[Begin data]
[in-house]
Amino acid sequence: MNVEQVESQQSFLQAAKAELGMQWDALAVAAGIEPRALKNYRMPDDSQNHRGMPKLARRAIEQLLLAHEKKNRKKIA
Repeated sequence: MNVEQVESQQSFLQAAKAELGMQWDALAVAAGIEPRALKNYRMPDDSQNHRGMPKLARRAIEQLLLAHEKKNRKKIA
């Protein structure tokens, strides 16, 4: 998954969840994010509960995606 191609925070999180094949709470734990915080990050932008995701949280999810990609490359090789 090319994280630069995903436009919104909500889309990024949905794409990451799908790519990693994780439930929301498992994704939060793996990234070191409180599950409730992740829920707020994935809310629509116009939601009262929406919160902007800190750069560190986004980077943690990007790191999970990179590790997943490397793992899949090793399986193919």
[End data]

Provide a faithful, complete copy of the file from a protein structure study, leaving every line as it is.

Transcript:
[in-house]
Amino acid sequence: MNVEQVESQQSFLQAAKAELGMQWDALAVAAGIEPRALKNYRMPDDSQNHRGMPKLARRAIEQLLLAHEKKNRKKIA
Repeated sequence: MNVEQVESQQSFLQAAKAELGMQWDALAVAAGIEPRALKNYRMPDDSQNHRGMPKLARRAIEQLLLAHEKKNRKKIA
């Protein structure tokens, strides 16, 4: 998954969840994010509960995606 191609925070999180094949709470734990915080990050932008995701949280999810990609490359090789 090319994280630069995903436009919104909500889309990024949905794409990451799908790519990693994780439930929301498992994704939060793996990234070191409180599950409730992740829920707020994935809310629509116009939601009262929406919160902007800190750069560190986004980077943690990007790191999970990179590790997943490397793992899949090793399986193919």